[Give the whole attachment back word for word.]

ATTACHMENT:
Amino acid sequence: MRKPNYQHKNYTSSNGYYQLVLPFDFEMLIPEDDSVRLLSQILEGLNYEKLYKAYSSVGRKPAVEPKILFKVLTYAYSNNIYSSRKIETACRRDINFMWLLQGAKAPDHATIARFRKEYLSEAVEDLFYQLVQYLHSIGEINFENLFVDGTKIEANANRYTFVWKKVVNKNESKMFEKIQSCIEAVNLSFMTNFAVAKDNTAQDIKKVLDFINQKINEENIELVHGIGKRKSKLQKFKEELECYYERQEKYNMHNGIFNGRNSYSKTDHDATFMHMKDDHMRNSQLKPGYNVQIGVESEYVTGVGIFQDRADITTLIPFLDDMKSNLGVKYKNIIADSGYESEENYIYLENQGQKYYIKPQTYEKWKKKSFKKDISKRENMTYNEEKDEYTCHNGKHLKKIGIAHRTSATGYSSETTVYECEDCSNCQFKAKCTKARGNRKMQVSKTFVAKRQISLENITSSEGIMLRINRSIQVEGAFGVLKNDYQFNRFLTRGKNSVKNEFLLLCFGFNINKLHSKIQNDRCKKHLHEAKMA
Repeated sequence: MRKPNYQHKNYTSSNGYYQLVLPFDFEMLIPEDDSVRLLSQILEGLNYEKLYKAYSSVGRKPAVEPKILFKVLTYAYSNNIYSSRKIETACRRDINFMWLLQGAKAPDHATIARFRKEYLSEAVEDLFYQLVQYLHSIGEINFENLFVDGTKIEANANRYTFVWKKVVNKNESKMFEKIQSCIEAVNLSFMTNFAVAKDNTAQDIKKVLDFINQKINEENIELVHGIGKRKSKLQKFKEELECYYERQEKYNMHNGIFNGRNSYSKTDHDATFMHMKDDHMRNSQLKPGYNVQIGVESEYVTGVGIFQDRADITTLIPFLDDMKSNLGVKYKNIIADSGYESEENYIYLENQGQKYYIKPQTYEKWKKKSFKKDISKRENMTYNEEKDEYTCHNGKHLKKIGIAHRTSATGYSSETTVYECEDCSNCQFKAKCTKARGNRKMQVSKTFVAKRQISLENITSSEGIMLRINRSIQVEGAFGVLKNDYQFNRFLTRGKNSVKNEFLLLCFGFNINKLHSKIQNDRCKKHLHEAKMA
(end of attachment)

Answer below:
Amino acid sequence: MRKPNYQHKNYTSSNGYYQLVLPFDFEMLIPEDDSVRLLSQILEGLNYEKLYKAYSSVGRKPAVEPKILFKVLTYAYSNNIYSSRKIETACRRDINFMWLLQGAKAPDHATIARFRKEYLSEAVEDLFYQLVQYLHSIGEINFENLFVDGTKIEANANRYTFVWKKVVNKNESKMFEKIQSCIEAVNLSFMTNFAVAKDNTAQDIKKVLDFINQKINEENIELVHGIGKRKSKLQKFKEELECYYERQEKYNMHNGIFNGRNSYSKTDHDATFMHMKDDHMRNSQLKPGYNVQIGVESEYVTGVGIFQDRADITTLIPFLDDMKSNLGVKYKNIIADSGYESEENYIYLENQGQKYYIKPQTYEKWKKKSFKKDISKRENMTYNEEKDEYTCHNGKHLKKIGIAHRTSATGYSSETTVYECEDCSNCQFKAKCTKARGNRKMQVSKTFVAKRQISLENITSSEGIMLRINRSIQVEGAFGVLKNDYQFNRFLTRGKNSVKNEFLLLCFGFNINKLHSKIQNDRCKKHLHEAKMA
Repeated sequence: MRKPNYQHKNYTSSNGYYQLVLPFDFEMLIPEDDSVRLLSQILEGLNYEKLYKAYSSVGRKPAVEPKILFKVLTYAYSNNIYSSRKIETACRRDINFMWLLQGAKAPDHATIARFRKEYLSEAVEDLFYQLVQYLHSIGEINFENLFVDGTKIEANANRYTFVWKKVVNKNESKMFEKIQSCIEAVNLSFMTNFAVAKDNTAQDIKKVLDFINQKINEENIELVHGIGKRKSKLQKFKEELECYYERQEKYNMHNGIFNGRNSYSKTDHDATFMHMKDDHMRNSQLKPGYNVQIGVESEYVTGVGIFQDRADITTLIPFLDDMKSNLGVKYKNIIADSGYESEENYIYLENQGQKYYIKPQTYEKWKKKSFKKDISKRENMTYNEEKDEYTCHNGKHLKKIGIAHRTSATGYSSETTVYECEDCSNCQFKAKCTKARGNRKMQVSKTFVAKRQISLENITSSEGIMLRINRSIQVEGAFGVLKNDYQFNRFLTRGKNSVKNEFLLLCFGFNINKLHSKIQNDRCKKHLHEAKMA